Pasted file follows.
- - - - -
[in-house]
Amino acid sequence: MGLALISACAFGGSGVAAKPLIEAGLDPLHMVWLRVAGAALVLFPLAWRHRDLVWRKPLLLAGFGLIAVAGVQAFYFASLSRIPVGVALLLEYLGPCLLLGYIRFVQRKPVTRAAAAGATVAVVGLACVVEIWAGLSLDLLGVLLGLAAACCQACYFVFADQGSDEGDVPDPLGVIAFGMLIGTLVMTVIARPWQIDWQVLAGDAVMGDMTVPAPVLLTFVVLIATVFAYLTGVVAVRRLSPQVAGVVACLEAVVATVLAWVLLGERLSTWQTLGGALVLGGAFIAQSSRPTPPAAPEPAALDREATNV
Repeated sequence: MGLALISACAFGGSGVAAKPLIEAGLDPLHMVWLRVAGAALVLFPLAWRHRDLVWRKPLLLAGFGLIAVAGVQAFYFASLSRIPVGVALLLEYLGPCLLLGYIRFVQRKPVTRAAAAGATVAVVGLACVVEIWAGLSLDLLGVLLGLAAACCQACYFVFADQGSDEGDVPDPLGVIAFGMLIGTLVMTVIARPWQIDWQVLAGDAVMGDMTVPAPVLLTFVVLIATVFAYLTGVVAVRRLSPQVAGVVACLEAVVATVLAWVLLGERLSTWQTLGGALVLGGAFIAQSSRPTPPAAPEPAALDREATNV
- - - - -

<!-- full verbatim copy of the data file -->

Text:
[in-house]
Amino acid sequence: MGLALISACAFGGSGVAAKPLIEAGLDPLHMVWLRVAGAALVLFPLAWRHRDLVWRKPLLLAGFGLIAVAGVQAFYFASLSRIPVGVALLLEYLGPCLLLGYIRFVQRKPVTRAAAAGATVAVVGLACVVEIWAGLSLDLLGVLLGLAAACCQACYFVFADQGSDEGDVPDPLGVIAFGMLIGTLVMTVIARPWQIDWQVLAGDAVMGDMTVPAPVLLTFVVLIATVFAYLTGVVAVRRLSPQVAGVVACLEAVVATVLAWVLLGERLSTWQTLGGALVLGGAFIAQSSRPTPPAAPEPAALDREATNV
Repeated sequence: MGLALISACAFGGSGVAAKPLIEAGLDPLHMVWLRVAGAALVLFPLAWRHRDLVWRKPLLLAGFGLIAVAGVQAFYFASLSRIPVGVALLLEYLGPCLLLGYIRFVQRKPVTRAAAAGATVAVVGLACVVEIWAGLSLDLLGVLLGLAAACCQACYFVFADQGSDEGDVPDPLGVIAFGMLIGTLVMTVIARPWQIDWQVLAGDAVMGDMTVPAPVLLTFVVLIATVFAYLTGVVAVRRLSPQVAGVVACLEAVVATVLAWVLLGERLSTWQTLGGALVLGGAFIAQSSRPTPPAAPEPAALDREATNV